Role of Ocean in the Variability of Indian Summer Monsoon Rainfall

  • Porathur V. JosephEmail author
Part of the Space Sciences Series of ISSI book series (SSSI, volume 46)


Asian summer monsoon sets in over India after the Intertropical Convergence Zone moves across the equator to the northern hemisphere over the Indian Ocean. Sea surface temperature (SST) anomalies on either side of the equator in Indian and Pacific oceans are found related to the date of monsoon onset over Kerala (India). Droughts in the June to September monsoon rainfall of India are followed by warm SST anomalies over tropical Indian Ocean and cold SST anomalies over west Pacific Ocean. These anomalies persist till the following monsoon which gives normal or excess rainfall (tropospheric biennial oscillation). Thus, we do not get in India many successive drought years as in sub-Saharan Africa, thanks to the ocean. Monsoon rainfall of India has a decadal variability in the form of 30-year epochs of frequent (infrequent) drought monsoons occurring alternately. Decadal oscillations of monsoon rainfall and the well-known decadal oscillation in SST of the Atlantic Ocean (also of the Pacific Ocean) are found to run parallel with about the same period close to 60 years and the same phase. In the active–break cycle of the Asian summer monsoon, the ocean and the atmosphere are found to interact on the time scale of 30–60 days. Net heat flux at the ocean surface, monsoon low-level jetstream (LLJ) and the seasonally persisting shallow mixed layer of the ocean north of the LLJ axis play important roles in this interaction. In an El Niño year, the LLJ extends eastwards up to the date line creating an area of shallow ocean mixed layer there, which is hypothesised to lengthen the active–break (AB) cycle typically from 1 month in a La Niña to 2 months in an El Niño year. Indian monsoon droughts are known to be associated with El Niños, and long break monsoon spells are found to be a major cause of monsoon droughts. In the global warming scenario, the observed rapid warming of the equatorial Indian ocean SST has caused the weakening of both the monsoon Hadley circulation and the monsoon LLJ which has been related to the observed rapid decreasing trend in the seasonal number of monsoon depressions.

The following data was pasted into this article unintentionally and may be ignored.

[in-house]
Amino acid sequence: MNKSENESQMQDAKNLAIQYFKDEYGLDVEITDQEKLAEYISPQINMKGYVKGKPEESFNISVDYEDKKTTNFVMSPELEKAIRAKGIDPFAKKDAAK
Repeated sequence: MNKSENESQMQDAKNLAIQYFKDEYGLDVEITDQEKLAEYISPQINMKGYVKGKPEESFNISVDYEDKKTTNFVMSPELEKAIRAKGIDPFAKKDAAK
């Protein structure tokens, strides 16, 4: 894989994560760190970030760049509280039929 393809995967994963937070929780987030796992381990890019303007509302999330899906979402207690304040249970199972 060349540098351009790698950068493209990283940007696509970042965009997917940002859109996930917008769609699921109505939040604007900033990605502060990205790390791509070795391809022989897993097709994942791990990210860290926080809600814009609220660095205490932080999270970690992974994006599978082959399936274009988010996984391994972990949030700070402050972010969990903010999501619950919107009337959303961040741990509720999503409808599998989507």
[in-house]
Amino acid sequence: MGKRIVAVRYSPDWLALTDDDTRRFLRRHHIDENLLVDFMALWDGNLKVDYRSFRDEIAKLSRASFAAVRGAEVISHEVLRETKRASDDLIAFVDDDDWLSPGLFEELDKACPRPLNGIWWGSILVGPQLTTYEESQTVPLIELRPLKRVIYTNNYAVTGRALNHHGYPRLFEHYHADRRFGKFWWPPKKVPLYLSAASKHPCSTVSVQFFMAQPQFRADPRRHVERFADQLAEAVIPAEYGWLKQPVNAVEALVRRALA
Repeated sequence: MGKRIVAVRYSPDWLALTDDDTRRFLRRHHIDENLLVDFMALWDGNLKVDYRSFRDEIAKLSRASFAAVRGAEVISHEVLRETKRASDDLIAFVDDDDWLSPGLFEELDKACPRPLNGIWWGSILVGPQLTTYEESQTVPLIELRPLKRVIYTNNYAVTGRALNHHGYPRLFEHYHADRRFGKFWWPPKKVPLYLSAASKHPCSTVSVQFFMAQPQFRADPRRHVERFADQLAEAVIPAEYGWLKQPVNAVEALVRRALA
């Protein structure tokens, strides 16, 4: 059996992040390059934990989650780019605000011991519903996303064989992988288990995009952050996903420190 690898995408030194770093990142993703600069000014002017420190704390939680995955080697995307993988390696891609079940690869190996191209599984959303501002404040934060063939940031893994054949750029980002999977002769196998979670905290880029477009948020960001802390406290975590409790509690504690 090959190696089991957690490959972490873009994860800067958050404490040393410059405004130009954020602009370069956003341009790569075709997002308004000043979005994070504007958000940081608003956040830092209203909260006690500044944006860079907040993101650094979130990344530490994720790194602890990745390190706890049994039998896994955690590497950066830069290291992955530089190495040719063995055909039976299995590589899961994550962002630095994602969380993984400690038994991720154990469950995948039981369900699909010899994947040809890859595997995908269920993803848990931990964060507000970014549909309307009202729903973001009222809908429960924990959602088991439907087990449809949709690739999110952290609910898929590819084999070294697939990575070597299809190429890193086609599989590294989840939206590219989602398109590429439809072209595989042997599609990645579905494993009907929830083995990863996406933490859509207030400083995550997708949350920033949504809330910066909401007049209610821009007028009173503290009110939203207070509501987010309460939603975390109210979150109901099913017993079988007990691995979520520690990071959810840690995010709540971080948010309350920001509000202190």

Monsoon onset Active–break cycle Rapid warming of Indian Ocean Decadal variability of monsoon Tropospheric biennial oscillation Long break monsoon spells 


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Copyright information

© Springer Science+Business Media Dordrecht 2014

Authors and Affiliations

  1. 1.Nansen Environmental Research Centre IndiaCochinIndia
  2. 2.Cochin University of Science and TechnologyCochinIndia

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